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Acushnet woman involved in Dartmouth accident

DARTMOUTH — An Acushnet woman was involved in a two-car crash in Dartmouth last week that took the life of a 16-year-old junior at Greater New Bedford Vocational Technical High School.

According to Saturday’s The Standard Times, Alec J. Viera of New Bedford was killed in the accident, which occurred as a car occupied by him and a friend backed out of a driveway at 341 High Hill Road.

Police responded to the scene around 6 p.m. Mr. Viera, a passenger in the vehicle, was taken to St. Luke’s Hospital where he was pronounced dead upon arrival.

Police said upon arriving they found two heavily damaged vehicles in the roadway. The driver and front seat passenger of a Mercury Mountaineer were identified as both being 16-year-old males from New Bedford. Both of these victims were transported to St. Luke’s Hospital. The other male, whose name was not released, was treated for head injuries and lacerations.

The other operator involved in this crash was a 22-year-old female from Acushnet whose name was not released by police.

She was also transported to St. Luke’s where she was treated for an ankle injury, police said.

Dartmouth police said the female was traveling east in a 2000 Jeep Grand Cherokee on High Hill Road when she impacted with the right rear quarter of the Mercury as it backed out of the driveway.

Upon impact, both occupants of the Mercury were ejected from the vehicle; they were not wearing seatbelts.

Police said further tests will be conducted to determine speed and cause.

The case remains under investigation by Officer Scott Affonce, the Dartmouth Police Department’s accident investigation team and the Massachusetts State Police.

Source:  http://www.southcoasttoday.com/apps/pbcs.dll/article?AID=/20101028/PUB01/10280403


Nursing Home Negligence

Falls in Nursing Homes

Litigators who work with cases involving long term care know how significant the issue of falls can be. Falls are the leading cause of injury and death by injury in adults over 65. Approximately half of the 1.6 million nursing home residents in the U.S. fall each year, and a report by the Office of the Inspector General found that about 10% of Medicare skilled nursing residents experience a fall resulting in significant injury; and, more than 1/3 of hospital falls result in injury. In the rehab setting, rates are often higher – for example, fall rates among stroke patients have been shown to be very high. Immobility and falls can lead to poor outcomes.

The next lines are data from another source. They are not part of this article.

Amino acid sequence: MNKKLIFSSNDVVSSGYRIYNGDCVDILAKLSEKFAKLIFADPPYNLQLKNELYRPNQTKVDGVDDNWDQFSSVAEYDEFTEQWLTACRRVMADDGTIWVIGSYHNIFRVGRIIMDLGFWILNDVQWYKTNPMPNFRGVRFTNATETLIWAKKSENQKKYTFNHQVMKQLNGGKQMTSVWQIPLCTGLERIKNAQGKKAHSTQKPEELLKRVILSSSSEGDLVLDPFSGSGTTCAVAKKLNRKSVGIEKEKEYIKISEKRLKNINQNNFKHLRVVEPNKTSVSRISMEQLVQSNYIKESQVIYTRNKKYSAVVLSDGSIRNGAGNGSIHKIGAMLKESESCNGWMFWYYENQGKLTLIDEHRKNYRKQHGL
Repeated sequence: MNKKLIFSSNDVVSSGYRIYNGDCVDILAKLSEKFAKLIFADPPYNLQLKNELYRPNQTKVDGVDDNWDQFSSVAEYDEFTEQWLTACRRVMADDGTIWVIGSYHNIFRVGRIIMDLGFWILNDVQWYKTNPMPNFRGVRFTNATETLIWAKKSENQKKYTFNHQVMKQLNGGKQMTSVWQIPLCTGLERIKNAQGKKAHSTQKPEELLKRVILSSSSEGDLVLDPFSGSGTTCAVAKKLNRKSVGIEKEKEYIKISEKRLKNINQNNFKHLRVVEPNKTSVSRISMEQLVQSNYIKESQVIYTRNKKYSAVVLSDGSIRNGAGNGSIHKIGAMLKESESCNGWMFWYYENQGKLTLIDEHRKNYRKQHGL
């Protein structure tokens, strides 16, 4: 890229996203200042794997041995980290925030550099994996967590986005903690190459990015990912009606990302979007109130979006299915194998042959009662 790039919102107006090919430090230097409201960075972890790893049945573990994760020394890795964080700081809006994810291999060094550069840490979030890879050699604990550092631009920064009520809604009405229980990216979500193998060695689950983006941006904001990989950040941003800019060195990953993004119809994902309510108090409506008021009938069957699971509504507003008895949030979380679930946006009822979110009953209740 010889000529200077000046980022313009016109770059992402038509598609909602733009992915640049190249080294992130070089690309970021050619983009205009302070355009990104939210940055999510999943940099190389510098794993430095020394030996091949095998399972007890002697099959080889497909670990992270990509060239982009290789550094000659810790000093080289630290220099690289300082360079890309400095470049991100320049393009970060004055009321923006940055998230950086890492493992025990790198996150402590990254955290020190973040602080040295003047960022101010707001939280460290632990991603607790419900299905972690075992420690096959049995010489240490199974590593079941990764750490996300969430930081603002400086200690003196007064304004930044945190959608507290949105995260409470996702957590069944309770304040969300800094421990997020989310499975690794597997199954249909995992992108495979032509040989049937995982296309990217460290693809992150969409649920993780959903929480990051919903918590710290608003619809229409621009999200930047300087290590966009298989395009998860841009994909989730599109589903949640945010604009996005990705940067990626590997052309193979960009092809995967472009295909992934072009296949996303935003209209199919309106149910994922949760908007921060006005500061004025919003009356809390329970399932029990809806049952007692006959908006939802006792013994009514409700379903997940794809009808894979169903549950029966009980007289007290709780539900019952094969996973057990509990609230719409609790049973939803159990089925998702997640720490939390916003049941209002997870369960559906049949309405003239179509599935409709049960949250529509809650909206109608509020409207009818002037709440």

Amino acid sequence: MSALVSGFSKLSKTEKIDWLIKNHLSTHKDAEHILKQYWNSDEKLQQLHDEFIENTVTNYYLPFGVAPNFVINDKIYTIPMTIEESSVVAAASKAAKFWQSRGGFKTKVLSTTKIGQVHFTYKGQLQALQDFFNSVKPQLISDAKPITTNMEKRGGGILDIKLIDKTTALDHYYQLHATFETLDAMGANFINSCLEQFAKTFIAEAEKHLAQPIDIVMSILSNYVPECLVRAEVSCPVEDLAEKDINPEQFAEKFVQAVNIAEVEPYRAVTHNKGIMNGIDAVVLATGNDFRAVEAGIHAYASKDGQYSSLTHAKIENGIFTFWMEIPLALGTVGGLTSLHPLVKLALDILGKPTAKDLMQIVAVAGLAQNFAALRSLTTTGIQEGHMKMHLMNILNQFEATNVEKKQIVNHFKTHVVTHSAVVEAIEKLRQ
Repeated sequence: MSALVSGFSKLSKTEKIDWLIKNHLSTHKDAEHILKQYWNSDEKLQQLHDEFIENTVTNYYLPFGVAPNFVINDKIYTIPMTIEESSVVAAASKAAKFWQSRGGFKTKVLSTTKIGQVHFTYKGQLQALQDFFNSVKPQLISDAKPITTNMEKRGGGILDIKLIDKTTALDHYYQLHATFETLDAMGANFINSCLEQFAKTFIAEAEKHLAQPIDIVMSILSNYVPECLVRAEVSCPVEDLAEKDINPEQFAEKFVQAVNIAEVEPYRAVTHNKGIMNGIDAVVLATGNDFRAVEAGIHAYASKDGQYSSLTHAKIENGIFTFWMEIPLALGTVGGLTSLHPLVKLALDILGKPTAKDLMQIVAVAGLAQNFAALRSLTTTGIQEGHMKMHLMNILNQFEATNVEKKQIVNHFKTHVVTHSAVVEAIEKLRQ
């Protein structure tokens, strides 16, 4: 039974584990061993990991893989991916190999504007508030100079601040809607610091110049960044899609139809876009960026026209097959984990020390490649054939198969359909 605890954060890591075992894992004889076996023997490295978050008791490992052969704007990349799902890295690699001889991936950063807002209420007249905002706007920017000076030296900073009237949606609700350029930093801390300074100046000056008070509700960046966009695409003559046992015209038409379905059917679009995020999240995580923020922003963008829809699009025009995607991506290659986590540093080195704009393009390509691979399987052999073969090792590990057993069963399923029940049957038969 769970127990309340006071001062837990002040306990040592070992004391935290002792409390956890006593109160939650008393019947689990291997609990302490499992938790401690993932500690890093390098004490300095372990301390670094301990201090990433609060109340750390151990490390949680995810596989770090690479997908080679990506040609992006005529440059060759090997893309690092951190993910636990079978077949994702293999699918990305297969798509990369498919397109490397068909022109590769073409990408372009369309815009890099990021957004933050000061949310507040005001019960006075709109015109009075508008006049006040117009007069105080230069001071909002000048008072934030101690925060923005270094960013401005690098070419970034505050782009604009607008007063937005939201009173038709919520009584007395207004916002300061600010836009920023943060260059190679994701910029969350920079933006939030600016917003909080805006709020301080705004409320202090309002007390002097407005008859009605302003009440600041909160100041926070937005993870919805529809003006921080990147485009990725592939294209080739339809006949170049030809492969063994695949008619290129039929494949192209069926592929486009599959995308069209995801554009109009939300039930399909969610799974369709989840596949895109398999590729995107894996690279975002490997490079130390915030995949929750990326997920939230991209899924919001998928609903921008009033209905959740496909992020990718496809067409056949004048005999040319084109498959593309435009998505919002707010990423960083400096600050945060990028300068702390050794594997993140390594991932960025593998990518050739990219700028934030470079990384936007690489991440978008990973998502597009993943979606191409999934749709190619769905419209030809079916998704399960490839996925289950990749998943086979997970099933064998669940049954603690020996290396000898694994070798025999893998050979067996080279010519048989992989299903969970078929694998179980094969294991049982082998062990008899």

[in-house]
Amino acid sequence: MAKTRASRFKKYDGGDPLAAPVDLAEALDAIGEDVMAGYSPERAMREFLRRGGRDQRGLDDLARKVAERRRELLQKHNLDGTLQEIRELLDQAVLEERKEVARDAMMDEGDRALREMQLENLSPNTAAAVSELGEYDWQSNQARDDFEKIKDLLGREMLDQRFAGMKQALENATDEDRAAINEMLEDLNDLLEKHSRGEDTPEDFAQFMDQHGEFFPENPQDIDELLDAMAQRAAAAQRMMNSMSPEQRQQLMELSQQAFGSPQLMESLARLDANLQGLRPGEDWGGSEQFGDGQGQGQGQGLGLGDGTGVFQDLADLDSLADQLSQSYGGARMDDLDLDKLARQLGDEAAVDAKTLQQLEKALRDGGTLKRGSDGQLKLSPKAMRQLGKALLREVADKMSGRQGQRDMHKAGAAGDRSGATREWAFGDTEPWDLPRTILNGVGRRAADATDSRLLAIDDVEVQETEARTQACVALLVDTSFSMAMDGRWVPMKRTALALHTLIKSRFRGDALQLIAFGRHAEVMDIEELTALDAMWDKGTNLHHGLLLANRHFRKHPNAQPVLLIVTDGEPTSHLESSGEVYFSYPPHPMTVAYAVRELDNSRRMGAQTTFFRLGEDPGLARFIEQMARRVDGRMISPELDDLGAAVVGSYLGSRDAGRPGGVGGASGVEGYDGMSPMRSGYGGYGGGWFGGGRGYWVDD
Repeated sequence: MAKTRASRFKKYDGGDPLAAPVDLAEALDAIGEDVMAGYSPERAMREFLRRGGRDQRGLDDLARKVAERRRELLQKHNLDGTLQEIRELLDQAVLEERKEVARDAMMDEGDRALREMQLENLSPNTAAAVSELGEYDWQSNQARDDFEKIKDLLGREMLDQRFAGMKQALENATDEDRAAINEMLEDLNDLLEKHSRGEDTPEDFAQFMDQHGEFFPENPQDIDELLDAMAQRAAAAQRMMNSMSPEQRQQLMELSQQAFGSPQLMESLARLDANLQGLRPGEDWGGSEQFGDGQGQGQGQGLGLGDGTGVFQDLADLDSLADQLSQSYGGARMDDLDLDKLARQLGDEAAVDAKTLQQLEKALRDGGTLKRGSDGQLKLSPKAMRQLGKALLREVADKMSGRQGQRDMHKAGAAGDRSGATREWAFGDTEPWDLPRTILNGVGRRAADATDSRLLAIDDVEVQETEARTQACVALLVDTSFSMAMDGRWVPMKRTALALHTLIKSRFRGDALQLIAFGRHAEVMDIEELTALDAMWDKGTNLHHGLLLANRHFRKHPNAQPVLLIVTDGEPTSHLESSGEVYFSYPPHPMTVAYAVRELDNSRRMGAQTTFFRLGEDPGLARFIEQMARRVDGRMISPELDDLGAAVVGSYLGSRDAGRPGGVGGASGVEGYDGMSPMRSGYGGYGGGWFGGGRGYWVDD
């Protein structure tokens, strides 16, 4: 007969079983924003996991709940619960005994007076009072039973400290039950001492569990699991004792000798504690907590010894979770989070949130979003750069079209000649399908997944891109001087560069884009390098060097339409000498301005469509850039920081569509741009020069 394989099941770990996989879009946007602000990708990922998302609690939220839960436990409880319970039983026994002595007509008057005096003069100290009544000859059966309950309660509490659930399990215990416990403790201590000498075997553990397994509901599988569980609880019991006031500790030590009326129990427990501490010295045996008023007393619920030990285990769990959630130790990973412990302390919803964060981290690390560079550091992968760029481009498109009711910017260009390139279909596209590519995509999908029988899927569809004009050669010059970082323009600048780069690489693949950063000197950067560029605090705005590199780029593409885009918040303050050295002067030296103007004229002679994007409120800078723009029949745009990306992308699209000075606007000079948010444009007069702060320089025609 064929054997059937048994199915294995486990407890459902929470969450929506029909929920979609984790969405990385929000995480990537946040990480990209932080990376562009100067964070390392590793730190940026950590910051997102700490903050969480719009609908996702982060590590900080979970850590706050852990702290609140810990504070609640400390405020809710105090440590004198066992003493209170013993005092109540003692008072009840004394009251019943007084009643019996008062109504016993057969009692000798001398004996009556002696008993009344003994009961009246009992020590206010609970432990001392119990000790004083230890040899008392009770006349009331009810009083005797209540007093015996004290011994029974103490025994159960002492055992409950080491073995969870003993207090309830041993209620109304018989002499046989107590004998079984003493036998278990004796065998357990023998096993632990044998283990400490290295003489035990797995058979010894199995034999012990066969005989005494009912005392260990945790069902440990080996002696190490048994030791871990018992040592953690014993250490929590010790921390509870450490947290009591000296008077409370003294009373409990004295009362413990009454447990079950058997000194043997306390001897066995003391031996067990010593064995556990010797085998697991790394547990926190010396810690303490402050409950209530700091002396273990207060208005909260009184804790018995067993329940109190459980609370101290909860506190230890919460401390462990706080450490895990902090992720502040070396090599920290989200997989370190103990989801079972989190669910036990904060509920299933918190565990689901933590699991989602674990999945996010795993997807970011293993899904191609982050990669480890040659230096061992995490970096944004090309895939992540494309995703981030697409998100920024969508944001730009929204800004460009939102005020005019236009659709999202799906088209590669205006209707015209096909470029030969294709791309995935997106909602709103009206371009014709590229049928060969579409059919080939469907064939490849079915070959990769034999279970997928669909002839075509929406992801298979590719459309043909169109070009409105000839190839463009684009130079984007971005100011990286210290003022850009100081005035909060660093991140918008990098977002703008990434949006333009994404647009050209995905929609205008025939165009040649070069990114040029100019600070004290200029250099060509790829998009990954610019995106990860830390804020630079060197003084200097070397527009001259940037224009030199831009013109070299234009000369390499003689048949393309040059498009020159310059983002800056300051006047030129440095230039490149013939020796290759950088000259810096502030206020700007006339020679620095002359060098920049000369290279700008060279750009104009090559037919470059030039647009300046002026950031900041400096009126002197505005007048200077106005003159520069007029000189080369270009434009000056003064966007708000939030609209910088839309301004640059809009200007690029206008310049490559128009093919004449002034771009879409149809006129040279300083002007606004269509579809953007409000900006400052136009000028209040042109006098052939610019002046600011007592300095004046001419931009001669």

Fear of falling is defined as a geriatric syndrome. It not only occurs in older adults who have fallen, but in those with impaired mobility and is associated with decreased physical ability and depression. Care of older adults requires that clinicians be aware of the myriad of issues related to falls including knowledge of this syndrome, increased risk and interventions needed to prevent injury related to falls.

Just about every resident in a long term care setting, including assisted living and sub-acute rehab, is at risk for falling. Between medications, functional and medical issues and advancing age, older adults in most settings are prone to falling.

There are well established standards of care related to fall prevention; but, as I continue to review records related to issues like falls, I am amazed at how often these basic standards are not being practiced. The basics of a fall prevention program include assessment and ongoing reassessment of risk, ensuring a safe environment, medication review, providing therapy as needed, individualized interventions, and staff education.

Basic nursing practice includes assessment, planning (Care plan), putting interventions in place and then evaluating outcomes to determine if those interventions are appropriate and effective. Assessment includes completing fall risk assessments on admission and then as needed. Very often, the fall risk assessments completed by nurses in LTC are inaccurate. The tools utilized in long term care typically include these risk factors: history of falling, use of ambulatory aids, gait/balance issues, medications, secondary diagnoses (i.e. diabetes) and mental status. Care planning is the next step in nursing care - it is the standard of care that as the resident’s status changes, assessments and care plans must be updated, and often, are not. For example, with each fall, there should be updates, or if there is a new diagnosis, i.e. stroke, or worsening dementia, updated interventions should be put into place, with ongoing evaluation of effectiveness.

Care planning and interventions very often are generic and not individualized. For example, a toileting schedule that includes only after meals and before bedtime may not be appropriate. If a resident has issues with constipation or incontinence, this may lead to the need for more frequent toileting to prevent falls. The “make certain call bell is within reach” for residents with dementia is an example of a generic intervention. Older adults with dementia may not recognize a call bell or remember to use it. The debate about use of bed and chair alarms go on – they are a part of an individualized care plan, not a solution to preventing falls. Often, I see delays in putting interventions in place, i.e. with the resident who is incontinent NOT being put on a toileting plan immediately. The other common issue I see when reviewing records is the lack of updating care plans as the resident’s status changes – with every fall, with worsening dementia, physical decline, or new medical diagnosis (i.e. Parkinsonism).

Nurses reviewing records need to pay attention to the MDS, risk assessments, care plans and Interdisciplinary notes with attention to where the standard of care is not being met.
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5 days ago  ·  

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